With the purchase of my new (used) Fujifilm X30, I learned very quickly that the total number of pixels cannot be the determining factor to the final image quality produced by a digital camera, be it a DSLR or Mirrorless.
Some background: I have been using Nikon cameras since graduating from Art school in 1981, when I purchased my first Nikon, and F3 with an 80-200 zoom lens. My first DSLR was a Nikon D200 which I purchased in 2006. I used this camera for about 8 years, and, after discovering the Fujifilm X series of cameras, liquidated my Nikon gear in its entirety. The Fujifilm XE-2 along with a few quality lenses was my new kit, and I am extremely happy with both the image quality and handling the Fujifilm products provide.
Looking for a smaller “pocket” sized point and shoot, I started looking at the Fujifilm X70, X100T and the X30.
The X70 uses the same sensor as my XE-2, so the image quality is a known factor, but being newly released, it is still selling for a premium price of $699. And although people are raving about this camera, it’s lack of a viewfinder is a small, but not deal breaking negative for me. Add to that the non -zoom lens, and I am forced to continue my comparison search.
The X100T is highly praised for its form factor, image quality and overall handling. But, at a heft price of $1299, heck, that’s more than I spent on my “real” camera, the XE-2. No articulating LCD screen and a fixed focal length lens seem to be conspicuously missing at this price point. But it’s a good looking camera, no mistake about that.
Enter the X30. This somewhat older (2014) camera has an articulating LCD screen, a fast, 4X optical zoom lens, a great retro look, with a much more affordable price point (especially when purchased used) and a CMOS Xtrans sensor, (albeit only 12 megapixel) seemed like the way to go. Let’s not forget, this is a camera meant to be a “point & shoot”, grab and go camera.
I began my search on Ebay, and quickly realized that an X30, in EXCELLENT condition could be had for between $350 and $425. Certainly a budget friendly decision! My biggest concern remained the sensor size.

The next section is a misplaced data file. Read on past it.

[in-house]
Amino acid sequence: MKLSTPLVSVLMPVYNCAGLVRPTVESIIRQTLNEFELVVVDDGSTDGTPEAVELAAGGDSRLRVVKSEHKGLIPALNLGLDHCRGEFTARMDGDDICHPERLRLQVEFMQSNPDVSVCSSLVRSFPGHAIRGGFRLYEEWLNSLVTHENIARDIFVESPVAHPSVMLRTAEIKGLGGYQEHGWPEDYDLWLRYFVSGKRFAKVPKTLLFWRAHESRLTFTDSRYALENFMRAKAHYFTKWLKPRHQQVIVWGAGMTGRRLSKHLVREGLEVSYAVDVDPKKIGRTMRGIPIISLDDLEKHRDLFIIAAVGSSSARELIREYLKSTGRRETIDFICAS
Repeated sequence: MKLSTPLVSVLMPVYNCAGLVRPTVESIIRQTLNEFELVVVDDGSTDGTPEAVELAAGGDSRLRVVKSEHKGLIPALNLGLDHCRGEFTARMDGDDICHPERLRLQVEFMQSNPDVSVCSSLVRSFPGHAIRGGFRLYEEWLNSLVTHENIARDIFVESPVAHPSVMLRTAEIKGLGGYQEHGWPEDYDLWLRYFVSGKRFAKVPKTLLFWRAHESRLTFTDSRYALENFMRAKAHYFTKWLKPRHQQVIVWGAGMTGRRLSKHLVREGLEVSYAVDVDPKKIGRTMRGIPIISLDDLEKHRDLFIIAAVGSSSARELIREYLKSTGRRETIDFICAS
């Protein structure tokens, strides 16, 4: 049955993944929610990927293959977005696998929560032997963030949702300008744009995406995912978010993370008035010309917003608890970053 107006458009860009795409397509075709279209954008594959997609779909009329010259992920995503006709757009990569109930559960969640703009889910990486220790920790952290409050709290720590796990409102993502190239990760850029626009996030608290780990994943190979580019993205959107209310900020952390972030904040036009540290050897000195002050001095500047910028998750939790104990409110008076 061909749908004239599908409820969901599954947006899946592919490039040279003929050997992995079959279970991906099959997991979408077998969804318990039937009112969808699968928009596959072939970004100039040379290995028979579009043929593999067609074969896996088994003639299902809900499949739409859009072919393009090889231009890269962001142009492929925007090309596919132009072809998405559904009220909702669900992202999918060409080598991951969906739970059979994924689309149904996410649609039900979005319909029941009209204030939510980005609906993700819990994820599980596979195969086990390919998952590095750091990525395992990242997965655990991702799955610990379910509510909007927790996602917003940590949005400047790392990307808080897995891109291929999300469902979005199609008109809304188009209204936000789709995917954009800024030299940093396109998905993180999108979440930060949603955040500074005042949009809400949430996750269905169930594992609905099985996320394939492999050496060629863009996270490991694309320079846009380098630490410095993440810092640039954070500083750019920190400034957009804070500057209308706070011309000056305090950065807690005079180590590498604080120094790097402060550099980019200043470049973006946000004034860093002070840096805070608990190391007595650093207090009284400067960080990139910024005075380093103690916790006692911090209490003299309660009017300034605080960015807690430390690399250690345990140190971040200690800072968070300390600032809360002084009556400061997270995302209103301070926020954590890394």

I looked over to a print I have hanging on my wall, 12X18″, printed out on my Epson 3880. The image was produced with my old Nikon D200, with a file size is 3872 X 2592. The print quality is “very good” to “excellent”, and the RAW file, when scrutinized in Lightroom at 100% is really quite fine, allowing for a great amount of manipulation without excessive noise cropping up.
So, being the logical thinker that I am, I determined that a file from the Fujifilm X30, being 3000X4000 would be of equal quality if not a little bit better. After all, the file size is bigger, so the bigger the better, right?
Now, being the man of action that I am, I was off on the search of my X30. Zoom lens, articulating LCD screen, great Fujifilm build quality, and a price point, well, you know, it’s CHEAP! How can you go wrong!
Ebay. Fujifilm X30 in like new condition with all original accessories and packaging for $325 and free shipping. Buy It Now. Bought it.
It arrived via FedEx 3 days later and upon close inspection, this camera was pristine! Perfect. Everything that was promised buy the seller and more!
The Fujifilm X30 was thought to be a “back up” camera, a better alternative to my phone, it definitely has it’s limitations. In well lit situations, this camera can produce very good files capable of producing fine prints on my Epson 3880 up to 13X19 inches. Where the camera falls short, in my opinion and experience, is in low light scenes, where the results have been really “hit or miss”. The real problem is, at ISO settings higher than 800, the resulting files exhibit more noise than I like to see in an image.
I’m going to cut to the chase. The sensor is too SMALL!. The test images are sharp. The camera is a joy to handle and looks and feels great in my hands. But oh the noise! But how? Why? The file size is BIGGER than that of my ancient Nikon D200? Wait a minute…the D200 had an APS-C sensor with a 10mb file size. The X30 has a 2/3″ size sensor producing a 12mb file. Although the file size is larger than that of the D200, the sensor size produces an image that reveals noise in the shadows even while using ISO 640 in daylight conditions. And the situation gets even worse when you take a file into Lightroom and open up those shadows.
To be fair, I do still like the camera. It’s fun to use and has some great features that sometimes feel more like gimmicks than something you would find on a “serious” camera, for example the filters. “Black and White with Select Color”. Who could take this seriously, right? Well, I found myself using that very filter just the other day, and was extremely happy with the outcome. Here is an example of just just a filter:
Yes, it’s fun to use and adds a playful, more casual feeling to taking pictures, which is not necessarily a bad thing.
So what I’ve learned is, megapixel count is important, but only in conjunction with the physical size of the sensor.